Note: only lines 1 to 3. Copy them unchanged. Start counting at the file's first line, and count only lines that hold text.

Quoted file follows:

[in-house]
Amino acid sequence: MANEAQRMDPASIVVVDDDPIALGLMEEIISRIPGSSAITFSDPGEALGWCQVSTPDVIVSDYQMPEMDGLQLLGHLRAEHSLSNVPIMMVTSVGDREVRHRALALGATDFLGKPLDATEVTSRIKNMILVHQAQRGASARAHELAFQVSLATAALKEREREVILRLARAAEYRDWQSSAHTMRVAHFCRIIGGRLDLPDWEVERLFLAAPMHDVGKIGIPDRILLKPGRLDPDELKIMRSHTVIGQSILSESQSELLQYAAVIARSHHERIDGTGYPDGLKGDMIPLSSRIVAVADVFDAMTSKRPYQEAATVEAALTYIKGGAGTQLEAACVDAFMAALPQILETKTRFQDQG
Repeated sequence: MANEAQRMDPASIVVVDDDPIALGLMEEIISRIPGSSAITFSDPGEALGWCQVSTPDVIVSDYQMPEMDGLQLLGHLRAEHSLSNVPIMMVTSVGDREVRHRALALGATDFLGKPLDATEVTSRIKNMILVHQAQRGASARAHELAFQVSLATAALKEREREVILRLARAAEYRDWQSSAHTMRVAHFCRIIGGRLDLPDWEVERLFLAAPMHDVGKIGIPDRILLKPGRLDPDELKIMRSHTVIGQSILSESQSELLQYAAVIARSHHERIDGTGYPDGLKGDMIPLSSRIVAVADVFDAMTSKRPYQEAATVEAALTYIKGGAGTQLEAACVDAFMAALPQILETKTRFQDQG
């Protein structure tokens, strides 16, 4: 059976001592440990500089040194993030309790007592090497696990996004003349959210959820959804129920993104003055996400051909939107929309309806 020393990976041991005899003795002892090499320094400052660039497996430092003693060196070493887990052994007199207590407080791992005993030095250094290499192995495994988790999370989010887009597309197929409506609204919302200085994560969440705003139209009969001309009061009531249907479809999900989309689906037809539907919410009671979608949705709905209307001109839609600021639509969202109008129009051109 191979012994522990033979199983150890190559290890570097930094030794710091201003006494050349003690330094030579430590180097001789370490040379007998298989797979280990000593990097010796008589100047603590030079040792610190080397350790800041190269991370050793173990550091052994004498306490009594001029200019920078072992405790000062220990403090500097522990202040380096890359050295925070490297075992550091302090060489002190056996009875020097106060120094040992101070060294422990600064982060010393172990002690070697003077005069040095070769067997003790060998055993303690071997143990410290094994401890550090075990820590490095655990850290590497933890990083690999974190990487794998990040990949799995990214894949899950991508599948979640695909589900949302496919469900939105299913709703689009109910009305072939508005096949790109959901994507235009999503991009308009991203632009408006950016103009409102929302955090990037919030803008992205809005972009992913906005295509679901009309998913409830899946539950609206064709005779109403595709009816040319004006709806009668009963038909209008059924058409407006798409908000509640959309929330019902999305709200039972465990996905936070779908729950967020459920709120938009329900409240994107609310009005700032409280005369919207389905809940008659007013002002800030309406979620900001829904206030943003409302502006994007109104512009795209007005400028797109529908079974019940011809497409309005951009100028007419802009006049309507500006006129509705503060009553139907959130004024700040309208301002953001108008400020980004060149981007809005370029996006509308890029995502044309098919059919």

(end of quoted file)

[in-house]
Amino acid sequence: MANEAQRMDPASIVVVDDDPIALGLMEEIISRIPGSSAITFSDPGEALGWCQVSTPDVIVSDYQMPEMDGLQLLGHLRAEHSLSNVPIMMVTSVGDREVRHRALALGATDFLGKPLDATEVTSRIKNMILVHQAQRGASARAHELAFQVSLATAALKEREREVILRLARAAEYRDWQSSAHTMRVAHFCRIIGGRLDLPDWEVERLFLAAPMHDVGKIGIPDRILLKPGRLDPDELKIMRSHTVIGQSILSESQSELLQYAAVIARSHHERIDGTGYPDGLKGDMIPLSSRIVAVADVFDAMTSKRPYQEAATVEAALTYIKGGAGTQLEAACVDAFMAALPQILETKTRFQDQG
Repeated sequence: MANEAQRMDPASIVVVDDDPIALGLMEEIISRIPGSSAITFSDPGEALGWCQVSTPDVIVSDYQMPEMDGLQLLGHLRAEHSLSNVPIMMVTSVGDREVRHRALALGATDFLGKPLDATEVTSRIKNMILVHQAQRGASARAHELAFQVSLATAALKEREREVILRLARAAEYRDWQSSAHTMRVAHFCRIIGGRLDLPDWEVERLFLAAPMHDVGKIGIPDRILLKPGRLDPDELKIMRSHTVIGQSILSESQSELLQYAAVIARSHHERIDGTGYPDGLKGDMIPLSSRIVAVADVFDAMTSKRPYQEAATVEAALTYIKGGAGTQLEAACVDAFMAALPQILETKTRFQDQG